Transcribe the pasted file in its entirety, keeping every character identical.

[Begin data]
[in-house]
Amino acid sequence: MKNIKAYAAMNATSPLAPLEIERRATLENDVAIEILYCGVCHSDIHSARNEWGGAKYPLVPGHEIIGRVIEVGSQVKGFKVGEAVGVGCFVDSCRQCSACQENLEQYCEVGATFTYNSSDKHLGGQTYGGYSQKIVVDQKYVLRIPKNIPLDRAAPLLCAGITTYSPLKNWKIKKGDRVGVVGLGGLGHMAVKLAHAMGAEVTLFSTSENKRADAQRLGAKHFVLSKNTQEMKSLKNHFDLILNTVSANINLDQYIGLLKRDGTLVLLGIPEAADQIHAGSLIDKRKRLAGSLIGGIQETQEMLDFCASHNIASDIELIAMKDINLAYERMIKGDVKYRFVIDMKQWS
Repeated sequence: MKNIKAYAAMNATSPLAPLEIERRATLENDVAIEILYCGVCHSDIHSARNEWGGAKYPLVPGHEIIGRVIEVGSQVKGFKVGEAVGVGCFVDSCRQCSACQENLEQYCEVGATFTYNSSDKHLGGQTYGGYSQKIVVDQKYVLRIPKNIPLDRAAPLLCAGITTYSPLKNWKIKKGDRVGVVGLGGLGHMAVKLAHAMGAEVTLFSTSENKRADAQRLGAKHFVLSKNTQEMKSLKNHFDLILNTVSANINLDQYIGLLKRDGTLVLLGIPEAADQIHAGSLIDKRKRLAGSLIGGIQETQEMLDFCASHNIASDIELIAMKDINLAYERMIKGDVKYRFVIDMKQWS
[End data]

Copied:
[in-house]
Amino acid sequence: MKNIKAYAAMNATSPLAPLEIERRATLENDVAIEILYCGVCHSDIHSARNEWGGAKYPLVPGHEIIGRVIEVGSQVKGFKVGEAVGVGCFVDSCRQCSACQENLEQYCEVGATFTYNSSDKHLGGQTYGGYSQKIVVDQKYVLRIPKNIPLDRAAPLLCAGITTYSPLKNWKIKKGDRVGVVGLGGLGHMAVKLAHAMGAEVTLFSTSENKRADAQRLGAKHFVLSKNTQEMKSLKNHFDLILNTVSANINLDQYIGLLKRDGTLVLLGIPEAADQIHAGSLIDKRKRLAGSLIGGIQETQEMLDFCASHNIASDIELIAMKDINLAYERMIKGDVKYRFVIDMKQWS
Repeated sequence: MKNIKAYAAMNATSPLAPLEIERRATLENDVAIEILYCGVCHSDIHSARNEWGGAKYPLVPGHEIIGRVIEVGSQVKGFKVGEAVGVGCFVDSCRQCSACQENLEQYCEVGATFTYNSSDKHLGGQTYGGYSQKIVVDQKYVLRIPKNIPLDRAAPLLCAGITTYSPLKNWKIKKGDRVGVVGLGGLGHMAVKLAHAMGAEVTLFSTSENKRADAQRLGAKHFVLSKNTQEMKSLKNHFDLILNTVSANINLDQYIGLLKRDGTLVLLGIPEAADQIHAGSLIDKRKRLAGSLIGGIQETQEMLDFCASHNIASDIELIAMKDINLAYERMIKGDVKYRFVIDMKQWS